By MARK BELCHER
BROCTON - One thing remained clear at a recent Brocton Village Board meeting - business attraction and retention are key.
The year-end meeting moved swiftly, and with no public comment. Mayor David Hazelton and his trustees hustled through the few resolutions, most of which involved transactions to balance their end-of-the-year budget.
Hazelton also brought to the table several things to think about, one the request to waive the 30-day municipality notification for the liquor license of 2 West Main Street, formerly known as the St. Stephen's Hotel.
As the new business owners attempt to establish the business, there are several hurdles to attain its liquor license.
Along with the aforementioned notification, it must obtain an occupancy permit from John Monaco, Brocton village building and code enforcer, once the building is up to code both inside and out.
Hazelton said the inside still isn't to code yet, and even once it is, they must go through a formal application process to obtain a full license. The temporary license Monaco can issue will only work for six months.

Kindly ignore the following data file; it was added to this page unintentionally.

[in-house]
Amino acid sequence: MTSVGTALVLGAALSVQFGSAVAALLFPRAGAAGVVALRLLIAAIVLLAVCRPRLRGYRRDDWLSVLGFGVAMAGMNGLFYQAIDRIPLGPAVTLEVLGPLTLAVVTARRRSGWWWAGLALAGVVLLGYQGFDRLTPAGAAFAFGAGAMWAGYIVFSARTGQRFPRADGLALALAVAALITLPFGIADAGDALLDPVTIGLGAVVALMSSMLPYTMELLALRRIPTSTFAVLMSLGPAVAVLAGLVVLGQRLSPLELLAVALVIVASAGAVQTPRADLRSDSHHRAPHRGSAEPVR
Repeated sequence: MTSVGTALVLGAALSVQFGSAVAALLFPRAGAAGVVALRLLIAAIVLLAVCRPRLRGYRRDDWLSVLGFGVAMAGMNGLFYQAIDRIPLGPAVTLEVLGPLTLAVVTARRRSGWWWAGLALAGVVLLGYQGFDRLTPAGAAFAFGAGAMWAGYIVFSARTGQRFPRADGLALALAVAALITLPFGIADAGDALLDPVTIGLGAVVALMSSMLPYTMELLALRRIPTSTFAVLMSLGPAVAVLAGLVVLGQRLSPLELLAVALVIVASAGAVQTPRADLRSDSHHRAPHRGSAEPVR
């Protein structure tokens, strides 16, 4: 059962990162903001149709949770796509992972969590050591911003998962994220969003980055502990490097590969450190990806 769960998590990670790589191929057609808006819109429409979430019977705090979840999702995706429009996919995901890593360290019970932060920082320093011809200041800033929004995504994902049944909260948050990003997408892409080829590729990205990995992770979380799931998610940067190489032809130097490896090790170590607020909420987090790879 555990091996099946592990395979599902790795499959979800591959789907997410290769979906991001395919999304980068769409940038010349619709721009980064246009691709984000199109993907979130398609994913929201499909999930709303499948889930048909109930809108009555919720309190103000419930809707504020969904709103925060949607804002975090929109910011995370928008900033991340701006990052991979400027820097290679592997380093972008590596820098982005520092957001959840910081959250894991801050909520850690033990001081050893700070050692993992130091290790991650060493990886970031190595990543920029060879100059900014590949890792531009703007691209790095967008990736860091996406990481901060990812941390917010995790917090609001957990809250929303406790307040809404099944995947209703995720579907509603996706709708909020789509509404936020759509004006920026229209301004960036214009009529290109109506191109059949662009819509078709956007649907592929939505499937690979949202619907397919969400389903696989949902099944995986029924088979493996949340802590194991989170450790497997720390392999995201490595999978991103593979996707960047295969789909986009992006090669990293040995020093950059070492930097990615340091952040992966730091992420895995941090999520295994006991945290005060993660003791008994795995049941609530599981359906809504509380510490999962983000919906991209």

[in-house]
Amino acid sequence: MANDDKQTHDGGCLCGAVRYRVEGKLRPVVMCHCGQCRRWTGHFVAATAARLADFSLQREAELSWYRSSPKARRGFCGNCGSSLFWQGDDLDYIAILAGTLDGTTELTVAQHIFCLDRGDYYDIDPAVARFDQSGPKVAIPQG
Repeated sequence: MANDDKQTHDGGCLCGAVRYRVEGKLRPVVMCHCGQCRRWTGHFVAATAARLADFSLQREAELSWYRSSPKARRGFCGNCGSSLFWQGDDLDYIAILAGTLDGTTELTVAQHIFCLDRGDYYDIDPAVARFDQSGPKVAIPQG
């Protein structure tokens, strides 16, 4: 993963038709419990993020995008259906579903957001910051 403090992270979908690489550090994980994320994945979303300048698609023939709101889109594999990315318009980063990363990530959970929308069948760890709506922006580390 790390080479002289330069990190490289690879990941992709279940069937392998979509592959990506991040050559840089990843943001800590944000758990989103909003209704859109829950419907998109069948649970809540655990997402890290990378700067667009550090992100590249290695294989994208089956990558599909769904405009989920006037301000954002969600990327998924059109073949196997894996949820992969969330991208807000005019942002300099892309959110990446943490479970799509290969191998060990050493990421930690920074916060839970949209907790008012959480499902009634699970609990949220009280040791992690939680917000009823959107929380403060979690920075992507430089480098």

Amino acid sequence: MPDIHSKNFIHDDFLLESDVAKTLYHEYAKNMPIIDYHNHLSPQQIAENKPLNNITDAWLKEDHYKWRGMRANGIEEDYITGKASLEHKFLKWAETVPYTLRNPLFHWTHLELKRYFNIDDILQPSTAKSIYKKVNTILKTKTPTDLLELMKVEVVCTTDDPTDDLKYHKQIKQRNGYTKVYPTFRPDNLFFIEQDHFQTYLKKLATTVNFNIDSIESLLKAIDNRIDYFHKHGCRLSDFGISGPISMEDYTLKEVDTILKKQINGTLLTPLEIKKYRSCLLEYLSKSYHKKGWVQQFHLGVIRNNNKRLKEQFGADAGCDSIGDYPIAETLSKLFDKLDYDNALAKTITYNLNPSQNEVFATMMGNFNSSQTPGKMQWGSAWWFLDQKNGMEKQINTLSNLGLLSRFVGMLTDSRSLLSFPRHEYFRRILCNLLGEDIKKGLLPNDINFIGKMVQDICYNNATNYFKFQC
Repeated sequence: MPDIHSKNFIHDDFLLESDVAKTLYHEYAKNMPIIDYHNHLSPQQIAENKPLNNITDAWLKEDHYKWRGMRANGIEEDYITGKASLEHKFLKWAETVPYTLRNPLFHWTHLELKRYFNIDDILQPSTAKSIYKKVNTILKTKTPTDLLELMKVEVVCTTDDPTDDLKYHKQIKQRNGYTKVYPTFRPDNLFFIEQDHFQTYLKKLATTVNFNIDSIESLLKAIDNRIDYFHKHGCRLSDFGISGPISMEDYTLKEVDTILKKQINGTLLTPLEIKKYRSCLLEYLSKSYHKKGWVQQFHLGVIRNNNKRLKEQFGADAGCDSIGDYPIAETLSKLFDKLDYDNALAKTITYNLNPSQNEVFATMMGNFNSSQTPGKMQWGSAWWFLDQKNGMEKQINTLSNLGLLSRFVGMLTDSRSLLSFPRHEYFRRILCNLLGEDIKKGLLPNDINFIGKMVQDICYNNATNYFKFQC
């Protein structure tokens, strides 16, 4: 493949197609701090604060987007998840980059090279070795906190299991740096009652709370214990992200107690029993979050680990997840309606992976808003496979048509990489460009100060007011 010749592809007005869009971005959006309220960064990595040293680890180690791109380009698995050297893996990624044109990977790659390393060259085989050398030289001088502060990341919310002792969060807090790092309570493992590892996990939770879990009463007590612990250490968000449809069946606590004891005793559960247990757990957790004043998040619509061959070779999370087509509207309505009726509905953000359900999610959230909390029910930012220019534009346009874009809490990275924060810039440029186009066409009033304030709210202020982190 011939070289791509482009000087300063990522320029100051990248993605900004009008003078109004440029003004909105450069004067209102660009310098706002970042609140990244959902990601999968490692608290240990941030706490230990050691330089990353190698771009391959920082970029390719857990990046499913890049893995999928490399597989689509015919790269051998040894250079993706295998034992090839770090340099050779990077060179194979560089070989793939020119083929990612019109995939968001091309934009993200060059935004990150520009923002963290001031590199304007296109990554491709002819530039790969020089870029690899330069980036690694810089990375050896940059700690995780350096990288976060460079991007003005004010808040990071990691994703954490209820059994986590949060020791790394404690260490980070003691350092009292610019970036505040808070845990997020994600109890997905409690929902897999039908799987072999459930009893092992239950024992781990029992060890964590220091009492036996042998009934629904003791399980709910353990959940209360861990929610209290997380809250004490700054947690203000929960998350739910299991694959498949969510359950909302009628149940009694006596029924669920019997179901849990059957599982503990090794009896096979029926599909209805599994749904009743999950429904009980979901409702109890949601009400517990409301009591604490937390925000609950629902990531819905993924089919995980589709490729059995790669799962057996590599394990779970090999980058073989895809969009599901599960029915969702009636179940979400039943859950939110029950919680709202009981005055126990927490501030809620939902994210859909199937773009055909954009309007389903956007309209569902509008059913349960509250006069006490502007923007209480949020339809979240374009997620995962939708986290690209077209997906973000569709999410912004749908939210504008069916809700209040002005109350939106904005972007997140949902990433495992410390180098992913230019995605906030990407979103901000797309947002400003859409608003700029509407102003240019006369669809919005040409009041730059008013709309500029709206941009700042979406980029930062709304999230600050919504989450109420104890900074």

"I don't want to discourage business," Trustee Dale Abram said regarding what the board can do to further their process.
Although Monaco couldn't be reached for comment on the status of the building, the board unanimously decided to pass the waiving of the 30-day municipality notification pending an update and further approval by Monaco.
The board also tabled a request from Jamestown Plastics to include another building under Brocton's village electricity in a recently purchased building just outside of the village's area near the Lakeview Shock Incarceration Correctional Facility.
"Obviously they're a very important taxpayer in this community, and they employ a lot of people," Hazelton said.
The new building is inside National Grid's territory, and even if the territory turned hands, there would be an expense just to expand power lines.
"It'll cost between $10,000 to $15,000, and we don't have that kind of money in our electric budget," Abram said.
The board ultimately decided not to make a formal motion, but did agree to go forward in investigating how the process may work.
"We're dealing with National Grid. We're with an expense that's out there and not in our budget, but on the other side of it, we're trying to keep a major employer happy," Abram said.
The board decided on June 20 as the next meeting date, and they decided push several possible expenditures, like the purchasing of a new storage shed, to that date.